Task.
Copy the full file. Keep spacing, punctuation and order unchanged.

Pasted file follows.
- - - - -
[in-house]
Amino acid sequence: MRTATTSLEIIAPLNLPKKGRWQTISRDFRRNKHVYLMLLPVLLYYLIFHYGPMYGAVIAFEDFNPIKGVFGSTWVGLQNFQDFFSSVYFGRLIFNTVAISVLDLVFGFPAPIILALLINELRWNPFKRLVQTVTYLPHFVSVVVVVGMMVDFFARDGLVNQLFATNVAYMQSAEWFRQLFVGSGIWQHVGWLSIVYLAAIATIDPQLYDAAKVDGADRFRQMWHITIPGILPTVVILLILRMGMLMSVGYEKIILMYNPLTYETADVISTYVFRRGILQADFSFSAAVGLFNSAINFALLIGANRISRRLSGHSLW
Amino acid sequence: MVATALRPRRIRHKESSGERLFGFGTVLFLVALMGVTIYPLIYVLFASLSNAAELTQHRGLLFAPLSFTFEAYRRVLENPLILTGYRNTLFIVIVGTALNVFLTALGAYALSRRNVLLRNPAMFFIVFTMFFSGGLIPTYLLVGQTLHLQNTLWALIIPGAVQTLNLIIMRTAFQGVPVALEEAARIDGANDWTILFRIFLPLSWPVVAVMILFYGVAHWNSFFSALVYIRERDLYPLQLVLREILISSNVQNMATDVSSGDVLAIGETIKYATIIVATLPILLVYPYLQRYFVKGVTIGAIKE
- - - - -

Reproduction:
[in-house]
Amino acid sequence: MRTATTSLEIIAPLNLPKKGRWQTISRDFRRNKHVYLMLLPVLLYYLIFHYGPMYGAVIAFEDFNPIKGVFGSTWVGLQNFQDFFSSVYFGRLIFNTVAISVLDLVFGFPAPIILALLINELRWNPFKRLVQTVTYLPHFVSVVVVVGMMVDFFARDGLVNQLFATNVAYMQSAEWFRQLFVGSGIWQHVGWLSIVYLAAIATIDPQLYDAAKVDGADRFRQMWHITIPGILPTVVILLILRMGMLMSVGYEKIILMYNPLTYETADVISTYVFRRGILQADFSFSAAVGLFNSAINFALLIGANRISRRLSGHSLW
Amino acid sequence: MVATALRPRRIRHKESSGERLFGFGTVLFLVALMGVTIYPLIYVLFASLSNAAELTQHRGLLFAPLSFTFEAYRRVLENPLILTGYRNTLFIVIVGTALNVFLTALGAYALSRRNVLLRNPAMFFIVFTMFFSGGLIPTYLLVGQTLHLQNTLWALIIPGAVQTLNLIIMRTAFQGVPVALEEAARIDGANDWTILFRIFLPLSWPVVAVMILFYGVAHWNSFFSALVYIRERDLYPLQLVLREILISSNVQNMATDVSSGDVLAIGETIKYATIIVATLPILLVYPYLQRYFVKGVTIGAIKE